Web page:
Session Time: 6:00pm-7:00pm
Presentation Time: 6:35pm-6:40pm
*Purpose: Sensitization to human leukocyte antigens (HLA) due to prior exposure to foreign antigens through events such as blood transfusions, previous kidney transplant, or pregnancy is associated with worse post-transplant graft survival and increased risk of graft loss due to antibody-mediated rejection (AMR). We sought to explore xenotransplantation in the highly sensitized recipient to characterize how allosensitization impacts immunologic rejection after xeno-kidney transplant.
*Methods: Four nonhuman primates (NHP) were allosensitized with maximally HLA-mismatched rhesus donor skin grafts. Six to eight weeks after the second skin graft, porcine kidneys from genetically modified knockout a-1,3-galactosyltransferase (GGTA1KO) and human decay accelerating factor transgenic (CD55Tg) pigs were transplanted into the allosensitized NHPs. The immunosuppression regimen consisted of rhesus anti-CD4 and anti-CD8 induction, and anti-CD154 mAb (rh5C8), mycophenolate mofetil, and corticosteroids as maintenance therapy. Both xeno-reactive and allo-specific antibodies were evaluated with flow crossmatch.
*Results: All animals tolerated xeno-kidney transplantation well with no cases of hyperacute rejection. NHPs received pulsed corticosteroid per rejection protocol but no rejections reversed. All four animals rejected their grafts at POD 12, 15, 27, and 55 (MST = 27.25d). Xeno-graft survival was greatly prolonged compared to highly sensitized animals with allo-kidney transplants without desensitization (MST=7d). However, compared to previously reported non-sensitized recipients with xeno-kidney transplantation (MST=201.8d), graft survival was significantly reduced by allosensitization (Figure 1A and 1B). Interestingly, flow crossmatch revealed elevated xeno-DSA that coincided with rejection (Figure 1C), and allosensitization was not boosted by rejection of a xenograft.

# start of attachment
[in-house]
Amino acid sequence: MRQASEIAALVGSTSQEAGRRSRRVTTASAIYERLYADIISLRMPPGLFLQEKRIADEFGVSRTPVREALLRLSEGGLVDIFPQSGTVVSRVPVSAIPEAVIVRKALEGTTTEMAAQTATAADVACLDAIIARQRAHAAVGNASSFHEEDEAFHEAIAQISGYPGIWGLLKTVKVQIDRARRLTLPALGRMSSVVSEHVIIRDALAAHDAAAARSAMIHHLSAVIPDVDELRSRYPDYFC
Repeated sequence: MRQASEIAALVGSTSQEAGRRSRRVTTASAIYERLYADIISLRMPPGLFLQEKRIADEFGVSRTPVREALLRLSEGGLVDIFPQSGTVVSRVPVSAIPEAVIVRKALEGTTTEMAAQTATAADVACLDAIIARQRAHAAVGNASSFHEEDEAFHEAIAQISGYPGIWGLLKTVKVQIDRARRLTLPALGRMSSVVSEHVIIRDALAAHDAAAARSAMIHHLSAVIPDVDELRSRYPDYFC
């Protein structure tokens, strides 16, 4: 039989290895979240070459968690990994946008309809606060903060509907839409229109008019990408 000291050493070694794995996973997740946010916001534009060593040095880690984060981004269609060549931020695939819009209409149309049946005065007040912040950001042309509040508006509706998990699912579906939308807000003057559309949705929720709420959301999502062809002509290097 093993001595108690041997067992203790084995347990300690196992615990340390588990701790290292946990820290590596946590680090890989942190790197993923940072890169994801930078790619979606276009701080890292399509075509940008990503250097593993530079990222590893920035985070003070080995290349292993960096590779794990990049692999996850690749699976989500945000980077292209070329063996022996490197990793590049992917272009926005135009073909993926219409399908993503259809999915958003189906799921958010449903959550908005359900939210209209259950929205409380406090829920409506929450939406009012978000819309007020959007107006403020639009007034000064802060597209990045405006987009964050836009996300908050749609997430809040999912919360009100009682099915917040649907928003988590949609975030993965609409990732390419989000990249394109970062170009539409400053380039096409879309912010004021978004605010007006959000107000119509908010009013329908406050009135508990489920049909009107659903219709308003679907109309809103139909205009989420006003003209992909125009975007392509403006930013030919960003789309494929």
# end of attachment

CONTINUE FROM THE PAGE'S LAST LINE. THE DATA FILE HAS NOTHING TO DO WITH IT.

*Conclusions: This is the first attempt, to our knowledge, to perform xenotransplantation in highly allosensitized NHP recipients. Allosensitization leads to overall decreased xeno-graft survival and increased risk of graft loss due to AMR compared to non-sensitized recipients. Further studies in optimizing desensitization and maintenance immunosuppression therapies are warranted to further characterize the clinical utility of xenotransplantation in the allosensitized recipient.
To cite this abstract in AMA style:Olaso D, Manook M, Yoon J, Bae Y, Barbas A, Adams A, Knechtle S, Kwun J. Impact of Allosensitization on Xenotransplantation [abstract]. Am J Transplant. 2021; 21 (suppl 3). https://atcmeetingabstracts.com/abstract/impact-of-allosensitization-on-xenotransplantation/. Accessed September 18, 2021.
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